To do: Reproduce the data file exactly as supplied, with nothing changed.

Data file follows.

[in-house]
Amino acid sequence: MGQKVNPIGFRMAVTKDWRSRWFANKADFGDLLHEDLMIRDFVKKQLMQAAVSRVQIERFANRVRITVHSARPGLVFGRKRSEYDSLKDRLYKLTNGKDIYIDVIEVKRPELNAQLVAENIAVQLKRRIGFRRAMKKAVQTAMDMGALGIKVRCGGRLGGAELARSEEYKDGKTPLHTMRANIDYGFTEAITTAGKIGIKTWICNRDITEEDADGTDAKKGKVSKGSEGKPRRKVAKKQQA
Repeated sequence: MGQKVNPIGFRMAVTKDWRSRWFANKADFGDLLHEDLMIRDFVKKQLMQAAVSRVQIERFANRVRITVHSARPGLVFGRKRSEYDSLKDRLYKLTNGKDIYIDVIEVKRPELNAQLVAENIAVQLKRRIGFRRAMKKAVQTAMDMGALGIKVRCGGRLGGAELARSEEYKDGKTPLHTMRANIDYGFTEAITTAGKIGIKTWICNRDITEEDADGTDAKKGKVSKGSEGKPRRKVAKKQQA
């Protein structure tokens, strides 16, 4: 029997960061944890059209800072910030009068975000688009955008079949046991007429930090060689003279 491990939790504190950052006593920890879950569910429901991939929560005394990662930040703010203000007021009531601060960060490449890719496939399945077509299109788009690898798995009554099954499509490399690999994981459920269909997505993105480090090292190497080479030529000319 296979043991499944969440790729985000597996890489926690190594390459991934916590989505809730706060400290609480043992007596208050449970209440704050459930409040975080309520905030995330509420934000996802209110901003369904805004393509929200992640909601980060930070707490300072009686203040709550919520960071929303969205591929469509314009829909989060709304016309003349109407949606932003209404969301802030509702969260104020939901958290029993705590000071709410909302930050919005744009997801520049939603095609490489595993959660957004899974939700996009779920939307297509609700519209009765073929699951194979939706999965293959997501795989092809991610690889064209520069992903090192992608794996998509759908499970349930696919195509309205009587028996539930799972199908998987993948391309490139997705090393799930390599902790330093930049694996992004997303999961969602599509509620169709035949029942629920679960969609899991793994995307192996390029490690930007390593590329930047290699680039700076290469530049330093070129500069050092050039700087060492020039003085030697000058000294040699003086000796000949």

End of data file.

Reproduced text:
[in-house]
Amino acid sequence: MGQKVNPIGFRMAVTKDWRSRWFANKADFGDLLHEDLMIRDFVKKQLMQAAVSRVQIERFANRVRITVHSARPGLVFGRKRSEYDSLKDRLYKLTNGKDIYIDVIEVKRPELNAQLVAENIAVQLKRRIGFRRAMKKAVQTAMDMGALGIKVRCGGRLGGAELARSEEYKDGKTPLHTMRANIDYGFTEAITTAGKIGIKTWICNRDITEEDADGTDAKKGKVSKGSEGKPRRKVAKKQQA
Repeated sequence: MGQKVNPIGFRMAVTKDWRSRWFANKADFGDLLHEDLMIRDFVKKQLMQAAVSRVQIERFANRVRITVHSARPGLVFGRKRSEYDSLKDRLYKLTNGKDIYIDVIEVKRPELNAQLVAENIAVQLKRRIGFRRAMKKAVQTAMDMGALGIKVRCGGRLGGAELARSEEYKDGKTPLHTMRANIDYGFTEAITTAGKIGIKTWICNRDITEEDADGTDAKKGKVSKGSEGKPRRKVAKKQQA
């Protein structure tokens, strides 16, 4: 029997960061944890059209800072910030009068975000688009955008079949046991007429930090060689003279 491990939790504190950052006593920890879950569910429901991939929560005394990662930040703010203000007021009531601060960060490449890719496939399945077509299109788009690898798995009554099954499509490399690999994981459920269909997505993105480090090292190497080479030529000319 296979043991499944969440790729985000597996890489926690190594390459991934916590989505809730706060400290609480043992007596208050449970209440704050459930409040975080309520905030995330509420934000996802209110901003369904805004393509929200992640909601980060930070707490300072009686203040709550919520960071929303969205591929469509314009829909989060709304016309003349109407949606932003209404969301802030509702969260104020939901958290029993705590000071709410909302930050919005744009997801520049939603095609490489595993959660957004899974939700996009779920939307297509609700519209009765073929699951194979939706999965293959997501795989092809991610690889064209520069992903090192992608794996998509759908499970349930696919195509309205009587028996539930799972199908998987993948391309490139997705090393799930390599902790330093930049694996992004997303999961969602599509509620169709035949029942629920679960969609899991793994995307192996390029490690930007390593590329930047290699680039700076290469530049330093070129500069050092050039700087060492020039003085030697000058000294040699003086000796000949």